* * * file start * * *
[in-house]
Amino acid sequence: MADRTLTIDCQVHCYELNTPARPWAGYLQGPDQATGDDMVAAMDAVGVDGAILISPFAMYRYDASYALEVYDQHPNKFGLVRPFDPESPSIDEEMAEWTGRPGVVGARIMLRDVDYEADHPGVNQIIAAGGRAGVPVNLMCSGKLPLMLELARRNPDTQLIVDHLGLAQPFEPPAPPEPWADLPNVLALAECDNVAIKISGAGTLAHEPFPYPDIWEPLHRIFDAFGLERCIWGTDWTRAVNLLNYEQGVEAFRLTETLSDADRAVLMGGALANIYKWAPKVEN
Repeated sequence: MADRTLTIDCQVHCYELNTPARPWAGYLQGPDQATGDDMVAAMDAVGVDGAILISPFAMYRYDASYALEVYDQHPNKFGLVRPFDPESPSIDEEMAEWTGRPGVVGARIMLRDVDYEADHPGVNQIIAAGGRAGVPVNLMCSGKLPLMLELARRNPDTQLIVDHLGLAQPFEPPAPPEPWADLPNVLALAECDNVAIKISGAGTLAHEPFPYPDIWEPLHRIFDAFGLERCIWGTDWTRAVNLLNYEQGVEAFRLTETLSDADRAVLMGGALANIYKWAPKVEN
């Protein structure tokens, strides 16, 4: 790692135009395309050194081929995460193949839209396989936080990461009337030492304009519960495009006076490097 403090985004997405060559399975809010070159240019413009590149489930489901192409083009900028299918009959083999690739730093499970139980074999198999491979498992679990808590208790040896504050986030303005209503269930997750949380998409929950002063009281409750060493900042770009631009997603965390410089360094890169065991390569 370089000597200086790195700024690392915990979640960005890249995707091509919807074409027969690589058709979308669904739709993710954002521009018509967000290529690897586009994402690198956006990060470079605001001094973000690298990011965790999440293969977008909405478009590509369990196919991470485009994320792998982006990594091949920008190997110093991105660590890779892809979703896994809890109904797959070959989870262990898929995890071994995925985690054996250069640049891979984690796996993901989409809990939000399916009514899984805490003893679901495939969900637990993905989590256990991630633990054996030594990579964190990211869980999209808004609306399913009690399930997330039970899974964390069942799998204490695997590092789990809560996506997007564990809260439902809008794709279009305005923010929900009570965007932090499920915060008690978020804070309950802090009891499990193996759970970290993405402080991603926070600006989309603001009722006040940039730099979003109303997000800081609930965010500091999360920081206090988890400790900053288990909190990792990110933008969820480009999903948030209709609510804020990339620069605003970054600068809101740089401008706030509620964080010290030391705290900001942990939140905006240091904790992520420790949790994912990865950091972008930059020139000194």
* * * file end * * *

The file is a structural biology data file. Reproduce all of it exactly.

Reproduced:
[in-house]
Amino acid sequence: MADRTLTIDCQVHCYELNTPARPWAGYLQGPDQATGDDMVAAMDAVGVDGAILISPFAMYRYDASYALEVYDQHPNKFGLVRPFDPESPSIDEEMAEWTGRPGVVGARIMLRDVDYEADHPGVNQIIAAGGRAGVPVNLMCSGKLPLMLELARRNPDTQLIVDHLGLAQPFEPPAPPEPWADLPNVLALAECDNVAIKISGAGTLAHEPFPYPDIWEPLHRIFDAFGLERCIWGTDWTRAVNLLNYEQGVEAFRLTETLSDADRAVLMGGALANIYKWAPKVEN
Repeated sequence: MADRTLTIDCQVHCYELNTPARPWAGYLQGPDQATGDDMVAAMDAVGVDGAILISPFAMYRYDASYALEVYDQHPNKFGLVRPFDPESPSIDEEMAEWTGRPGVVGARIMLRDVDYEADHPGVNQIIAAGGRAGVPVNLMCSGKLPLMLELARRNPDTQLIVDHLGLAQPFEPPAPPEPWADLPNVLALAECDNVAIKISGAGTLAHEPFPYPDIWEPLHRIFDAFGLERCIWGTDWTRAVNLLNYEQGVEAFRLTETLSDADRAVLMGGALANIYKWAPKVEN
């Protein structure tokens, strides 16, 4: 790692135009395309050194081929995460193949839209396989936080990461009337030492304009519960495009006076490097 403090985004997405060559399975809010070159240019413009590149489930489901192409083009900028299918009959083999690739730093499970139980074999198999491979498992679990808590208790040896504050986030303005209503269930997750949380998409929950002063009281409750060493900042770009631009997603965390410089360094890169065991390569 370089000597200086790195700024690392915990979640960005890249995707091509919807074409027969690589058709979308669904739709993710954002521009018509967000290529690897586009994402690198956006990060470079605001001094973000690298990011965790999440293969977008909405478009590509369990196919991470485009994320792998982006990594091949920008190997110093991105660590890779892809979703896994809890109904797959070959989870262990898929995890071994995925985690054996250069640049891979984690796996993901989409809990939000399916009514899984805490003893679901495939969900637990993905989590256990991630633990054996030594990579964190990211869980999209808004609306399913009690399930997330039970899974964390069942799998204490695997590092789990809560996506997007564990809260439902809008794709279009305005923010929900009570965007932090499920915060008690978020804070309950802090009891499990193996759970970290993405402080991603926070600006989309603001009722006040940039730099979003109303997000800081609930965010500091999360920081206090988890400790900053288990909190990792990110933008969820480009999903948030209709609510804020990339620069605003970054600068809101740089401008706030509620964080010290030391705290900001942990939140905006240091904790992520420790949790994912990865950091972008930059020139000194």